It depends upon the video you initially shot. (Remember, ProRes is designed for editing and master files, not for posting to the web.)

NOTE: Converting a lower-quality camera format, such as H.264, to a higher-quality format, such as ProRes 422, does not add more quality. It just means that you won’t lose any quality during the conversion.

The rest of the Basic Video Settings are fine.

As you can see from the settings in the Audio panel, ProRes defaults to fully uncompressed, stereo audio using a 48,000 Hz sample rate and 16-bit depth. You can adjust audio bit-depth up to 32-bit.

NOTE: Audio bit depth controls the gradation of audio volume. 16-bit is fine for recording and distribution. Most audio mixing is done at 32-bit depth.

NOTE: When creating final output, be sure to check Use Maximum Render Quality. This will improve the look of effects in a final output. It is not necessary when transcoding from 8-bit video to ProRes.

I also recommend against Use Previews. Using previews saves time by reusing existing render files. However, I prefer to create all new renders for my final output. Again, for transcoding camera masters this setting does not apply.

When you have adjusted your settings, click OK.


For current system, Adobe created a new ProRes category containing all six ProRes variations.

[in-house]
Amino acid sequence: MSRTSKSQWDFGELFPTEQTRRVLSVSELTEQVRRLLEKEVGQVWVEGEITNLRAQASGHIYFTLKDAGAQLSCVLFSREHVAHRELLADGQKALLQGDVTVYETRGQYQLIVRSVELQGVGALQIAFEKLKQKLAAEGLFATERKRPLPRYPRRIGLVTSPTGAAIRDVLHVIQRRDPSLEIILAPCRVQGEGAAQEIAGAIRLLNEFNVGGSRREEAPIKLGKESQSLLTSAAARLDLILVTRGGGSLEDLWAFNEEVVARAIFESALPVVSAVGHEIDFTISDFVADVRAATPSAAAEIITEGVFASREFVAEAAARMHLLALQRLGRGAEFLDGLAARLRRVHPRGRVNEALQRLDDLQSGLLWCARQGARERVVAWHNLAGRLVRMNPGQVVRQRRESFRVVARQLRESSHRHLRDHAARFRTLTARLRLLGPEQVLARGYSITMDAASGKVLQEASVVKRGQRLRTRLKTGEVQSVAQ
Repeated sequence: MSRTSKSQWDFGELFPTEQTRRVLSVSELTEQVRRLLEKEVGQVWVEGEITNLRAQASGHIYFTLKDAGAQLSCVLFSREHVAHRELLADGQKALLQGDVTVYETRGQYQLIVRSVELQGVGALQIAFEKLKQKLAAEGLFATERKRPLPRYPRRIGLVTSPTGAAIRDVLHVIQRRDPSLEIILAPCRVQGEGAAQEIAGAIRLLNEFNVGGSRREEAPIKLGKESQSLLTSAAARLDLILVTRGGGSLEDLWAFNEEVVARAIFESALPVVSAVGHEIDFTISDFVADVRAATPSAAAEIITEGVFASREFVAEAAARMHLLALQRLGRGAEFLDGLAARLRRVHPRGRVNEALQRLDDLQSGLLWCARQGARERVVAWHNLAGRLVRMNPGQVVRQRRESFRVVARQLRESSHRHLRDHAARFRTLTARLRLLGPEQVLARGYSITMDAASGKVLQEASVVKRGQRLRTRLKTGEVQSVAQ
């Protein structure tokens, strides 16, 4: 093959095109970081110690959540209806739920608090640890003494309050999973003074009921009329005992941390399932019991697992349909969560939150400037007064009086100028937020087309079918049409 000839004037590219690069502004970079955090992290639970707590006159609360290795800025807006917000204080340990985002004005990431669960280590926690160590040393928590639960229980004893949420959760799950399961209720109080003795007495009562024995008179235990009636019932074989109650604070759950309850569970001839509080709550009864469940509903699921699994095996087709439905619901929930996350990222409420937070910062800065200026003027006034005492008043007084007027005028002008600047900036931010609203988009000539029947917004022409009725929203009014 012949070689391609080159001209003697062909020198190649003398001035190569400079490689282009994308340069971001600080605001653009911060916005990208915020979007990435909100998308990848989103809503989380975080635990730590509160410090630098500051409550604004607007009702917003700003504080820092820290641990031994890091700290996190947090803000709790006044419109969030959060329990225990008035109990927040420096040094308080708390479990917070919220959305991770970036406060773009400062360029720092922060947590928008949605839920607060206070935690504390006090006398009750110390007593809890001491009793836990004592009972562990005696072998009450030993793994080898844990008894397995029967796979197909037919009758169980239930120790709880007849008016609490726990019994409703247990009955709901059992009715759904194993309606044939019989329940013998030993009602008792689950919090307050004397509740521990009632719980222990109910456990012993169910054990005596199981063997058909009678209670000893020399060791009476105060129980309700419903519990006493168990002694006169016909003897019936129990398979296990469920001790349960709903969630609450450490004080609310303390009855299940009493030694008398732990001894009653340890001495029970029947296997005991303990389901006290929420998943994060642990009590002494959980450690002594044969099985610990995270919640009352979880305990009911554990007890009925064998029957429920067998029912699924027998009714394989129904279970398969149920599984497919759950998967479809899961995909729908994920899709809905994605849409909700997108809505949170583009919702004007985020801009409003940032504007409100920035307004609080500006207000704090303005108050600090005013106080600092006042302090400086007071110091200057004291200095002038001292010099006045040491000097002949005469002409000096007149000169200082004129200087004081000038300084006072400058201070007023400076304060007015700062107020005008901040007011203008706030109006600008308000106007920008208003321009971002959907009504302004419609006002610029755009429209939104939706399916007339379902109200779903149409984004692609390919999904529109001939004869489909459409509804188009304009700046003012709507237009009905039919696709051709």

You’ll find them in System Presets > Broadcast > Apple ProRes

NOTE: What about Apple ProRes RAW? This is created at the camera during initial recording, NOT in transcoding, because it needs to record the Bayer pattern (pixel locations) directly from the camera sensor. You would NEVER transcode existing media into ProRes RAW because the video is no longer “linked” to the camera sensor.

Here’s an article that explains ProRes RAW further.


The new setting now appears in User Presets & Groups. At this point, you can apply it to clips the same as any other compression setting.

NOTE: Here’s a webinar that covers how to use Adobe Media Encoder.

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10 Responses to Create ProRes Settings in Adobe Media Encoder

  1. Nicky says:

    This was sooooooo helpful. Thank you!!!

  2. Nina says:

    Thanks for this helpful tutorial! I was looking for ProRes setting!